Table of Contents
- Configuring a redirect
- Redirecting status code
- HTTPS redirects
- Path-scoped redirects
- Wildcard URL redirects
- Match-based URL redirects
HTTP redirects are available to all plans. HTTPS redirects are available only on certain plans. See the differences between plans.
The redirector is a special feature provided by DNSimple that you can use to redirect HTTP/HTTPS requests sent to a host name to a different URL.
This feature can be used, for example, to redirect the www version of a domain to the non-www hostname. Another use case is to redirect a secondary domain you purchased to the main domain without pointing it to any web hosting service.
This feature can’t be used to redirect from one protocol to another protocol on the same host name. For example, you can’t use it to redirect from
https://example.com. To perform a redirect from HTTP to HTTPS on the same host, you’ll need to implement the redirection inside your application. If you host on Heroku, this guide explains how to perform the redirection.
Configuring a redirect
This article contains specific information on how to add, update, and remove a
URL record in DNSimple.
After adding a
URL record, the following redirects will work immediately:
http://source.com => http://destination.com http://source.com => https://destination.com
Redirecting status code
The redirector sets a 301 status code. The code is not configurable, and it’s not possible to return a 302 temporary redirect using the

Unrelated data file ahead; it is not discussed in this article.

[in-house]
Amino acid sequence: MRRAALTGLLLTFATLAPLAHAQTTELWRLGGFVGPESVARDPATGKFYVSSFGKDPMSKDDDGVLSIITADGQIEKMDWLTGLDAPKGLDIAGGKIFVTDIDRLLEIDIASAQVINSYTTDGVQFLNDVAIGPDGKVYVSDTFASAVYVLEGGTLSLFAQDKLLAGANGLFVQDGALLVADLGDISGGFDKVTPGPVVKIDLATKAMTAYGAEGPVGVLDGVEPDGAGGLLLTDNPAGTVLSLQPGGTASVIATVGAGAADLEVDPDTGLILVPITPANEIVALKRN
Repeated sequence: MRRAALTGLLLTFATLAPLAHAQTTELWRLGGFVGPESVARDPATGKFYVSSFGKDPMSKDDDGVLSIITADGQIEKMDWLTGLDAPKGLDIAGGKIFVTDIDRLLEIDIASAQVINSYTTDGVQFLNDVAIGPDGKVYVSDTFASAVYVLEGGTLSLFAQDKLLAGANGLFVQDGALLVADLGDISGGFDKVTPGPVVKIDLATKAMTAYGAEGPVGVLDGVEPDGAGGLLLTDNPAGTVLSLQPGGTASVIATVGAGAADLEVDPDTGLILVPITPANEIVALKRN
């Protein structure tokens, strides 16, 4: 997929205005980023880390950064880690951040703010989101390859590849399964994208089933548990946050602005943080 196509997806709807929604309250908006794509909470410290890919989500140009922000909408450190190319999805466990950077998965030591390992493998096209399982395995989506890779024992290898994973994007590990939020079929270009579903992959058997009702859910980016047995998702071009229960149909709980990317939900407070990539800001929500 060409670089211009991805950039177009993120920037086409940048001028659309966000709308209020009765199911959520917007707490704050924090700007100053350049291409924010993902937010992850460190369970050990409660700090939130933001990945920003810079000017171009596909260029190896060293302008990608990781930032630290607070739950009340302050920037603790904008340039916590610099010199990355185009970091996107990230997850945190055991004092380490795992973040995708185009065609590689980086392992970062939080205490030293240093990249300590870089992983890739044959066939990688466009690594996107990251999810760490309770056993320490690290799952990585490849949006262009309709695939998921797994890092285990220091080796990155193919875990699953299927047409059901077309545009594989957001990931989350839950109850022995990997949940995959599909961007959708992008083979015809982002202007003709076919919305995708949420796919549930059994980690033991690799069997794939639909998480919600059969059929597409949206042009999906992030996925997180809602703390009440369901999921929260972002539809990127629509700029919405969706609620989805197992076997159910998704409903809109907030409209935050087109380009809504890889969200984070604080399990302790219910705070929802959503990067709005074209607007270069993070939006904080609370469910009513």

The DNSimple redirector supports HTTPS redirects. In order to enable it:
Incoming HTTPS requests will be handled automatically with that SSL certificate:
https://source.com => http://destination.com https://source.com => https://destination.com
Only bare domains or subdomains can be redirected, and they can be directed to a URL that either does or does not specify a path. It’s not possible to specify a path in the redirect source.
# Invalid foo.com/blog/ -> bar.com/blog # Valid foo.com -> bar.com/blog blog.foo.com -> bar.com/blog
Any path or query information passed by the user is passed to the resulting URL. If you set up a redirect from
example.com, when the user goes to
blog.example.com/awesome_article they’ll be redirected to
Wildcard URL redirects
You can configure a wildcard redirect using the same conventions of a DNS wildcard record. However, the target can’t contain any wildcard references.
# Valid redirects *.foo.com to bar.com *.foo.com to bar.com/path # This will redirect to the hostname *.foo.com to *.bar.com
The wildcard pattern can only be on the left outermost level.
# Valid redirects *.foo.com to bar.com # Invalid redirects foo.*.bar.com to baz.com
Match-based URL redirects
The redirector doesn’t support redirect targets that include a back-reference (match) to the redirect source. For example, the following redirects won’t work:
*.foo.com to bar.com/$1 *.foo.com to $1.bar.com